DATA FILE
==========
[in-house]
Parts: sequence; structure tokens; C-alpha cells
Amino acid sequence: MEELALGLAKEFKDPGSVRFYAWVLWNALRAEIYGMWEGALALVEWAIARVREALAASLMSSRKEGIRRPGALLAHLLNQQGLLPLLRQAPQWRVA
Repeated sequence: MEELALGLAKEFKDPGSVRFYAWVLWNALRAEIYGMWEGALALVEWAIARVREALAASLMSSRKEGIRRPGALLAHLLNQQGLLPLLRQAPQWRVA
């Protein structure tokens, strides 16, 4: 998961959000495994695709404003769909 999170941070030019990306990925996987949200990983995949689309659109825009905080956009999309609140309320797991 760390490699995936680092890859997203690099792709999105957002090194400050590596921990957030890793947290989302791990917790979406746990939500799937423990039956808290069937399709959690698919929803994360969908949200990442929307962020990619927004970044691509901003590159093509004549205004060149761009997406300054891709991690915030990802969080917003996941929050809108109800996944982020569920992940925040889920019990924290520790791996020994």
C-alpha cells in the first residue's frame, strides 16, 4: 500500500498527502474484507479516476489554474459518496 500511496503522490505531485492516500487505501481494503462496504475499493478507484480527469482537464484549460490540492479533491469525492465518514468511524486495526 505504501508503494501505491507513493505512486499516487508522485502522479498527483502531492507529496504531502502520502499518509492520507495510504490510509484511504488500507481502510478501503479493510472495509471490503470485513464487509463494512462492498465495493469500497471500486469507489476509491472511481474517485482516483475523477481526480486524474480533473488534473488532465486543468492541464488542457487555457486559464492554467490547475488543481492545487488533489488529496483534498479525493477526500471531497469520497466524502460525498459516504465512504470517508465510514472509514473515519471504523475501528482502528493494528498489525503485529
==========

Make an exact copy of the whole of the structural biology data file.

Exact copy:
[in-house]
Parts: sequence; structure tokens; C-alpha cells
Amino acid sequence: MEELALGLAKEFKDPGSVRFYAWVLWNALRAEIYGMWEGALALVEWAIARVREALAASLMSSRKEGIRRPGALLAHLLNQQGLLPLLRQAPQWRVA
Repeated sequence: MEELALGLAKEFKDPGSVRFYAWVLWNALRAEIYGMWEGALALVEWAIARVREALAASLMSSRKEGIRRPGALLAHLLNQQGLLPLLRQAPQWRVA
């Protein structure tokens, strides 16, 4: 998961959000495994695709404003769909 999170941070030019990306990925996987949200990983995949689309659109825009905080956009999309609140309320797991 760390490699995936680092890859997203690099792709999105957002090194400050590596921990957030890793947290989302791990917790979406746990939500799937423990039956808290069937399709959690698919929803994360969908949200990442929307962020990619927004970044691509901003590159093509004549205004060149761009997406300054891709991690915030990802969080917003996941929050809108109800996944982020569920992940925040889920019990924290520790791996020994």
C-alpha cells in the first residue's frame, strides 16, 4: 500500500498527502474484507479516476489554474459518496 500511496503522490505531485492516500487505501481494503462496504475499493478507484480527469482537464484549460490540492479533491469525492465518514468511524486495526 505504501508503494501505491507513493505512486499516487508522485502522479498527483502531492507529496504531502502520502499518509492520507495510504490510509484511504488500507481502510478501503479493510472495509471490503470485513464487509463494512462492498465495493469500497471500486469507489476509491472511481474517485482516483475523477481526480486524474480533473488534473488532465486543468492541464488542457487555457486559464492554467490547475488543481492545487488533489488529496483534498479525493477526500471531497469520497466524502460525498459516504465512504470517508465510514472509514473515519471504523475501528482502528493494528498489525503485529